On a recent cold morning, a homeless man on a bike overloaded with his belongings rolled up to the doors of the old Boise Rescue Mission and stopped. The door was locked, uncharacteristically. The sign said that the Mission had stopped serving food there and was now in its new location over on River Street.
He sighed, his breath pillowing out into the frosty Boise air. Putting his foot back to the pedal, he steered on, toward a place he hoped would have a hot meal for him. Maybe a bed.
Maybe not. Boise homeless shelters are often full to the gills these days, especially as winter chills force people without homes inside.
"We are at capacity," said Will Rainford, a spokesman with the Interfaith Sanctuary, at a recent public forum on homelessness sponsored in part by the City Club of Boise. That's more than 100 people a night, he said, who are seeking basic services from the shelter. In a way, Rainford's facility itself only recently escaped from temporary housing. Interfaith Sanctuary just found a permanent home of its own.
"It's a community problem," Rainford said. "I don't want to sing a rosy song. There are huge holes in the service net for people who are homeless. We have so much more work to do."
Homeless advocates estimate about 350 to 500 people are chronically homeless in Boise and the Treasure Valley. Federal guidelines consider you chronically homeless if you've experienced more than two episodes of homelessness in the last year.
Richard Armstrong, from the Idaho Department of Health and Welfare, estimates the state has about 5,400 homeless people.
In general, Idaho and Boise's homeless population looks different from that of coastal cities like Seattle and Portland, said Armstrong. The stereotype of the single male sleeping on a park bench doesn't jibe with the majority homeless population's appearance in Boise.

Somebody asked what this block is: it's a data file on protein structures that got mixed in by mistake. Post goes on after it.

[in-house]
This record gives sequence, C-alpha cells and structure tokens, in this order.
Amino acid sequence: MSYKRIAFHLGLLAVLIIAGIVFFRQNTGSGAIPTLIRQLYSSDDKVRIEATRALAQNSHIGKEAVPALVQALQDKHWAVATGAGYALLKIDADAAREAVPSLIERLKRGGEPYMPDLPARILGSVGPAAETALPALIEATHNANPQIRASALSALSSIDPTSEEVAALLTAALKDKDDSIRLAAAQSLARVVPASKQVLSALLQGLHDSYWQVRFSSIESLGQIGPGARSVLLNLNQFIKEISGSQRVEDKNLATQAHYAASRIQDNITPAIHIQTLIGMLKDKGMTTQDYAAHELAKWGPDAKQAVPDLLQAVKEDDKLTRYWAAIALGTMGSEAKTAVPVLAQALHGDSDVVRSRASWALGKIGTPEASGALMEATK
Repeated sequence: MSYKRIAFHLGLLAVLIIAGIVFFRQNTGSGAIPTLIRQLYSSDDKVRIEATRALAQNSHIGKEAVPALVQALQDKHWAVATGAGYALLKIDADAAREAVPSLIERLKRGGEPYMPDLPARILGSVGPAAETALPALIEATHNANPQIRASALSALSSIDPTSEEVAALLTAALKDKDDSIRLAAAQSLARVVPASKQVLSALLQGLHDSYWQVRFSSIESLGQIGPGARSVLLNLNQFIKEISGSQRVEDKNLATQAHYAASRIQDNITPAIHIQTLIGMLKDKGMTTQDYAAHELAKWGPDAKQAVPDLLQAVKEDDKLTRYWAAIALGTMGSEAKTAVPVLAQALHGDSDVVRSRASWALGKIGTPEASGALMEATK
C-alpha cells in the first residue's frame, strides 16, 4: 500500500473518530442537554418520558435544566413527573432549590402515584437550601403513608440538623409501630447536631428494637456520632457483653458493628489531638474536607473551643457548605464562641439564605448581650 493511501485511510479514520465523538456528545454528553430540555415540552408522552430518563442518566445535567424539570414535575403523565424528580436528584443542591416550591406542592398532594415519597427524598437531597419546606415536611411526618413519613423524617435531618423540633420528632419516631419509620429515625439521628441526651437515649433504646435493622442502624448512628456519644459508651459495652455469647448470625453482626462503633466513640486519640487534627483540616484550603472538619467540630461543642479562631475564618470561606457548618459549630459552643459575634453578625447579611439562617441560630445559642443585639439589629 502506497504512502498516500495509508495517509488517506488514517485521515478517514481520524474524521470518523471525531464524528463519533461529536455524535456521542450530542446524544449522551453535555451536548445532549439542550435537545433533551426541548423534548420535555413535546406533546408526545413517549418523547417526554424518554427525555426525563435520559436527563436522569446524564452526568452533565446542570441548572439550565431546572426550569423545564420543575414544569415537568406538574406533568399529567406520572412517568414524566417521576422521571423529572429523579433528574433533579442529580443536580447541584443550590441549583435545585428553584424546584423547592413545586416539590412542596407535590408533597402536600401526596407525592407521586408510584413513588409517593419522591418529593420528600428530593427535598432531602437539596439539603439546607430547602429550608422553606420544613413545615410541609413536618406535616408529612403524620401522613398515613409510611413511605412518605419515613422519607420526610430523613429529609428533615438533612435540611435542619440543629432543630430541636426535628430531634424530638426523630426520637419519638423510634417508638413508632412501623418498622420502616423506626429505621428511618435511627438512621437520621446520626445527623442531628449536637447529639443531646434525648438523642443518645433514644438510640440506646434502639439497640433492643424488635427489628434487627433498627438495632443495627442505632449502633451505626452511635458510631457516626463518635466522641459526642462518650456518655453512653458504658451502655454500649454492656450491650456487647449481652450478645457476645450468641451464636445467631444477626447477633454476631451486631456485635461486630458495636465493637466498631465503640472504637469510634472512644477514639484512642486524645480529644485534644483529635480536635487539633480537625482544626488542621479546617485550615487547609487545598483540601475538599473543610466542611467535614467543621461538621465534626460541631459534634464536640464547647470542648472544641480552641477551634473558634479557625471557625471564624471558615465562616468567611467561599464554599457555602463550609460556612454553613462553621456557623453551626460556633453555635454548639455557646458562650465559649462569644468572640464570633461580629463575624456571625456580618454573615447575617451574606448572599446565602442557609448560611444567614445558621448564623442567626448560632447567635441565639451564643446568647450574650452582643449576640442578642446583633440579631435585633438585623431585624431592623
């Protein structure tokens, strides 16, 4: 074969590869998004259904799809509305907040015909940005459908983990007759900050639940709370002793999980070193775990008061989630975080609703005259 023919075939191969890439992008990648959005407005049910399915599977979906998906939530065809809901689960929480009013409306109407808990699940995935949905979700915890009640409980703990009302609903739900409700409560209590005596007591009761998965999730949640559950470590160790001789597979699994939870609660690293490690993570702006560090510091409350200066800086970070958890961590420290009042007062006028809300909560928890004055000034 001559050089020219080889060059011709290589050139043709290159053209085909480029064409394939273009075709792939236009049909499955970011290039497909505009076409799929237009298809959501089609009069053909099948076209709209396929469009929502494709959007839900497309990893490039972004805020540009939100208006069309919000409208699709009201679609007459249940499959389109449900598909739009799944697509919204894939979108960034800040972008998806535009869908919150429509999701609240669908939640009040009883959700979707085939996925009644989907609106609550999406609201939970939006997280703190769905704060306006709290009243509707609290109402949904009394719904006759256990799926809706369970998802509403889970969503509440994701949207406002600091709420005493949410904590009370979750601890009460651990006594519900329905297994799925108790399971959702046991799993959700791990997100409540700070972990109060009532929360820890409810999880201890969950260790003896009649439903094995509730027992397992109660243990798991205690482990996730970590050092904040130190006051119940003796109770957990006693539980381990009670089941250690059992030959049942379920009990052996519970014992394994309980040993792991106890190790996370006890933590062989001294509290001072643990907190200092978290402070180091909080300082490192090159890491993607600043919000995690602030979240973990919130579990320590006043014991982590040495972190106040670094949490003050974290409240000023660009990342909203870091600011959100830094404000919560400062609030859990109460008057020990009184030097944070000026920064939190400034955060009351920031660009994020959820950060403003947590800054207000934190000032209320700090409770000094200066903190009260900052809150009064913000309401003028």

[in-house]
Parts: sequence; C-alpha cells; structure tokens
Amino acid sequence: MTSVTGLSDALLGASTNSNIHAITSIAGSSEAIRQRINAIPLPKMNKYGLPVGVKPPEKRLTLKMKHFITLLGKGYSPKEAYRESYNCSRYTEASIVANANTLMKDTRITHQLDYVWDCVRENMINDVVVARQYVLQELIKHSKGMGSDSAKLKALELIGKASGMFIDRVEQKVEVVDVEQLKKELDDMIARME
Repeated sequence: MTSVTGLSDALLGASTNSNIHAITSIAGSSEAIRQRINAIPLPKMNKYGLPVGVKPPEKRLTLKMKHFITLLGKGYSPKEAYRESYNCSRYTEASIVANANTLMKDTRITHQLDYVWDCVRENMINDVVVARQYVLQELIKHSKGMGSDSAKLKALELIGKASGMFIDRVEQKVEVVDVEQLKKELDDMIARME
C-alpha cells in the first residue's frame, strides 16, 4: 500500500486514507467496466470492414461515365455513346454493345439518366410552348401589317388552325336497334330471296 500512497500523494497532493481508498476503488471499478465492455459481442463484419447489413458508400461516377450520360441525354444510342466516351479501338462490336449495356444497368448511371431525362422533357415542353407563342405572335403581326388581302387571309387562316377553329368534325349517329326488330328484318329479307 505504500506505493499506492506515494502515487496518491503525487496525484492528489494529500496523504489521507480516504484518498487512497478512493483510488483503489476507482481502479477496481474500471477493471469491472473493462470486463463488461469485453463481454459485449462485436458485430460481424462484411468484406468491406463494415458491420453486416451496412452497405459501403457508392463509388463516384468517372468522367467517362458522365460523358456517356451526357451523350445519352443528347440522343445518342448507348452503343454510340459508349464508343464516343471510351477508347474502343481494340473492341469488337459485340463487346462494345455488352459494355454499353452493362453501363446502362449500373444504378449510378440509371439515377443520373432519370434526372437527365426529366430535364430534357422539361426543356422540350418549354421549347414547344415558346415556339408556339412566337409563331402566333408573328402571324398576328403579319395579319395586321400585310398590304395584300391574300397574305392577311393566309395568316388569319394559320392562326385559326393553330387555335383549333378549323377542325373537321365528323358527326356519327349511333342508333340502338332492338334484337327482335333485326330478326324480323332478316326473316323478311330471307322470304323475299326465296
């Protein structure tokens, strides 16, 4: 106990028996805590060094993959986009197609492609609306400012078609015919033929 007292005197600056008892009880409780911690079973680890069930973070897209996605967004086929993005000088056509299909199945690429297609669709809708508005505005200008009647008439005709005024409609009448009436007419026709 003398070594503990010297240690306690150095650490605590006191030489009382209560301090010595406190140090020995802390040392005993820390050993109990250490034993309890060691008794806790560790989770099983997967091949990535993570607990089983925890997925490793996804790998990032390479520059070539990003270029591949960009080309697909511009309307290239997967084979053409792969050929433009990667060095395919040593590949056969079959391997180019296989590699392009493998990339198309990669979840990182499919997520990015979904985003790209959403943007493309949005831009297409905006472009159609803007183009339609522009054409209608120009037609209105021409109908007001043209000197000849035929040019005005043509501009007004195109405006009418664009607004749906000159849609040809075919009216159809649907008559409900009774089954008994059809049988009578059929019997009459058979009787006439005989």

"There is no real consistent face. We're dealing mostly with families," Armstrong said. "We're also dealing with the issue of providing shelter."
Experts say a great percentage of Boise's homeless are transients from other states; many of them come to Boise rather than a larger coastal city because it's one of the safer areas of shelter.
Several subsets of the population raise concerned eyebrows. War veterans are increasing in their numbers on the streets of Boise.
And sex offenders continue to be a hot potato that fewer agencies know how to touch because they are deemed inappropriate mixers with regular homeless populations such as families or single women. This recently became more acute when the Boise Rescue Mission moved out of its Front Street operation. The agency had about 12 registered sex offenders staying there. When the location shut its doors and moved to a more residential area on River Street, they could not take in those sex offenders.
"It breaks our collective heart to turn them out into the cold, but there's nowhere else for them to go," said Jim Gambrell with the Boise Rescue Mission.
Bright spots have emerged. In the last year, the city of Boise joined with local charities to create Project CATCH. The program, which stands for Charitable Assistance To Community's Homeless, primarily assists homeless families with children younger than 18. The program is also available to young adults, ages 18 to 22, who are aging out of foster care.
Greg Morris, the director of the program, said his operation served over 28 families with more than 70 children in the first year.
"I think we're seeing multiple layers of the community really beginning to work together," said Morris. "This is not just one segment of our community's problem. This is something we can all have a role to play in working together."
But that's not necessarily a strategy borne of high-mindedness. Armstrong, noting his agency's limited budget hike in the coming years, said alliances are essential to a limited net of support.
"It's a race," said Gambrell. "It's going to take more than us as shelters to keep up with it."